How To Make A Living From Writing

make a living from writing
I almost never accept guest posts.

But when one of my readers, Frank Jones, offered to write one, I didn’t hesitate to make an exception.

Why?

Because Frank got my attention.

Frank has been a subscriber to jamesswanwick.com since mid-2013.

Since then, he’s contacted me to point out a missing link on my site (Thanks, Frank!), he’s consistently emailed me when I’ve asked readers to give me their thoughts and.…well, he simply asked if he could guest post and pitched me a great idea.

You’re about to read it.

All aspiring job-hunters – whether it’s as a writer or journalist or something else – should always get the attention of the hirer to make them impossible to ignore.

Frank is currently a freelance content writer, and has his own blog & podcast at CitedScholar.com.

He takes his writing with him, and Frank tells me he will spend 11 weeks this summer visiting Spain, Greece, and Turkey on a budget equal to his cost to stay home.

Pretty good, right?

And people say there’s no money in writing!

Yeah, right!

Over to you, Frank….

 

FRANK:

 

How to Make a Living From Writing

We’ve all heard about starving artists and unemployed writers, but I’m here to tell you that you can work as a writer and earn a living. Ask around, lots of people claim they cannot write. This is proof that the world is full of demand for your skills. All you have to do is make your services available, and I’ll show you how.

Freelance Content Writer

When you get started, expect to spend some time earning a low wage. In the beginning I was only making about $10 per hour. During this time you need to focus on turning out quality work as quickly as possible. Too many writers get stuck on perfecting each piece and they forget to value their time. Doing so might make your writing better, but that extra effort is not rewarded. Over the years I have seen many writers quit this job because they can earn more from a minimum wage job.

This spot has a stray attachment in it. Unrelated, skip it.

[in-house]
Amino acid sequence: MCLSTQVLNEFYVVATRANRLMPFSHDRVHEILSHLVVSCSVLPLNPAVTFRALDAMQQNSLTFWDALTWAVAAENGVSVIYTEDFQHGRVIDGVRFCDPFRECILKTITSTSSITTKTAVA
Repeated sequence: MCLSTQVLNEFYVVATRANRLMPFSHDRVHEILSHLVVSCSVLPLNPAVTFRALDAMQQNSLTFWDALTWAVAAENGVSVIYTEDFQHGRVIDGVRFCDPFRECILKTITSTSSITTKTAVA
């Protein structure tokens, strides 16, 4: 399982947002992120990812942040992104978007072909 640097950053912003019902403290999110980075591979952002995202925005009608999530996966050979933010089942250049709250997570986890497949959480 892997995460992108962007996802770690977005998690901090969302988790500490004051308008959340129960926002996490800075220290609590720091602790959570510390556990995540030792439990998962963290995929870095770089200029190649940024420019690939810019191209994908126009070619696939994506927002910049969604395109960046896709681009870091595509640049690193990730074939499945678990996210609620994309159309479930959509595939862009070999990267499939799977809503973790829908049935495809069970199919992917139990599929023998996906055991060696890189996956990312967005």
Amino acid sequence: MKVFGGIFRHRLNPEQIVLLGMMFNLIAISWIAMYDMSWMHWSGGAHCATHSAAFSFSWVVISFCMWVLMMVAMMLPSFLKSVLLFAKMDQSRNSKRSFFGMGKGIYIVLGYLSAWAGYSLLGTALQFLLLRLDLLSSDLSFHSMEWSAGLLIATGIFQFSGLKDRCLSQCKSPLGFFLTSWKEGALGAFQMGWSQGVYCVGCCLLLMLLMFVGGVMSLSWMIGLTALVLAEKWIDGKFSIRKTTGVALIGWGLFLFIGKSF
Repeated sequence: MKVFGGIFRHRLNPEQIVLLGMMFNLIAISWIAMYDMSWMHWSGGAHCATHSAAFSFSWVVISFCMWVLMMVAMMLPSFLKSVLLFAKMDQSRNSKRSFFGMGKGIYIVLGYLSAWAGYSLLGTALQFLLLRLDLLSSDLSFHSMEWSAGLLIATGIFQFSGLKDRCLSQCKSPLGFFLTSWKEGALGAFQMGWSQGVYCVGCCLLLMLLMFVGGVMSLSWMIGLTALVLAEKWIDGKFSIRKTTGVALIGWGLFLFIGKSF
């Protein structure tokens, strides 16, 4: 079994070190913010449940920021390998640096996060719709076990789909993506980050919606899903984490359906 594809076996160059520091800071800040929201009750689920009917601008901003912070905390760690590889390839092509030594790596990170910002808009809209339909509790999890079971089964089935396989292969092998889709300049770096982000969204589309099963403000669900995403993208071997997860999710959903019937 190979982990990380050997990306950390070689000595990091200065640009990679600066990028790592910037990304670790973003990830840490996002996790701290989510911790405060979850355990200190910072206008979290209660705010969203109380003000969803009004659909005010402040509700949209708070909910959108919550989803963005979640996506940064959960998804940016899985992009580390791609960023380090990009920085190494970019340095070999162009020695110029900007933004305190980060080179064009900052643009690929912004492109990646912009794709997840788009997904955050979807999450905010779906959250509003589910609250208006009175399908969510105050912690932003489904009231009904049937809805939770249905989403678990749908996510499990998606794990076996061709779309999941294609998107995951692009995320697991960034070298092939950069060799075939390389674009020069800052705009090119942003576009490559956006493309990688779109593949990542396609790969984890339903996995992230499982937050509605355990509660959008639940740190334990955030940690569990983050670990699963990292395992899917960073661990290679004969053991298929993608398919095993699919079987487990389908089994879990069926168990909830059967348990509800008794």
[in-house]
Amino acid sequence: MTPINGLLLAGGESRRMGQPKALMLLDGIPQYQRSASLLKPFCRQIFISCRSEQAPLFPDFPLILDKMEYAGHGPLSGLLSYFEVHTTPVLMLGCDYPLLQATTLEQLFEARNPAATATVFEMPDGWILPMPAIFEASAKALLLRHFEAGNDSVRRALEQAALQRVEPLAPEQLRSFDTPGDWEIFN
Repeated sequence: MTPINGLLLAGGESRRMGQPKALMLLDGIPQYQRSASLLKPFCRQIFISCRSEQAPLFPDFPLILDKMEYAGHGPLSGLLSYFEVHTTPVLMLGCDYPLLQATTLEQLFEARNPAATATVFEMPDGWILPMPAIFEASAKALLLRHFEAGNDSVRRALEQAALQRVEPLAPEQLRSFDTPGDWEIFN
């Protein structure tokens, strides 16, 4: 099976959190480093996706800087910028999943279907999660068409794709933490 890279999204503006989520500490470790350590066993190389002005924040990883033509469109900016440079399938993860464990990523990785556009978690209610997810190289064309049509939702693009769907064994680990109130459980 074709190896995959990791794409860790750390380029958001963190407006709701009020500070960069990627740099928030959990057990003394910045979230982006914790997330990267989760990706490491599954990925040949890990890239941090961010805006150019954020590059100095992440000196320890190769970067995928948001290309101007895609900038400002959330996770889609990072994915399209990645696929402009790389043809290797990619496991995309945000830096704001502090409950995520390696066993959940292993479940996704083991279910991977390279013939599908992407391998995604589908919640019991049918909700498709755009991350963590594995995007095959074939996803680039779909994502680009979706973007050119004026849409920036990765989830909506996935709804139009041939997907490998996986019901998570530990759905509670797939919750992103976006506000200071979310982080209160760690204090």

I’ve been working as a freelance content writer since 2010. I started earning $0.02/word and I now command as much as $0.12/word. As I’ve become a better writer I have also set a pace of at least 500 words per hour, researched and written. This brings in somewhere between $40 – $80 per hour, depending on the job.

This all began when I was a graduate student looking to supplement my income. Today, I work a few more hours each week and focus on the higher-wage jobs so I can pay my bills. The best part is that I can devote more time to my own projects.

Setting a pace for your writing can help you avoid this problem and let you know if you’re reaching your goals. For most writers, 300 words per hour is a good place to start. Then you can begin to increase your rate while maintaining quality.

As a freelance writer, I have been able to travel for weeks and months at a time while taking my work with me. The location independence of this work is a great advantage. Don’t forget that you can compete for projects around the globe regardless of where you’re located.

How Can Writers Make Money

money

There are many ways that writers can make money. This list isn’t exhaustive, but it should get you thinking about the opportunities around you.

Keep in mind that most agency work will be done as a ghost writer. Having your own blog is the best way to develop a portfolio that you can showcase. Additionally, you’ll earn much more when you build your own client list. However, agencies can help you get started, bring in regular work, and fill any gaps in your schedule as you build your own client list.

When you’re just getting started, you should create your own blog and write a few articles that showcase your talent. This can be used to land agency jobs because most will ask for examples of your published work, self-published is acceptable.

Lots of writers start at DemandStudios and Yahoo! Voices. Although the pay is low, you can get your foot in the door and begin pacing your work. You can apply to both agencies and work for both at the same time. Occasionally, DemandStudios will reject submitted articles. When this happens, you can submit the work to Yahoo! Voices in the hopes it will get some traffic. Don’t expect too much from this strategy, but it’s a good way to capitalize on work you’ve already done.

Once you have some experience, you can move up with better agencies like WriterAccess and Scripted. These agencies pay higher wages than DemandStudios or Yahoo! Voices, but they don’t have enough work for a full-time schedule. It’s best to supplement your work with jobs from these agencies.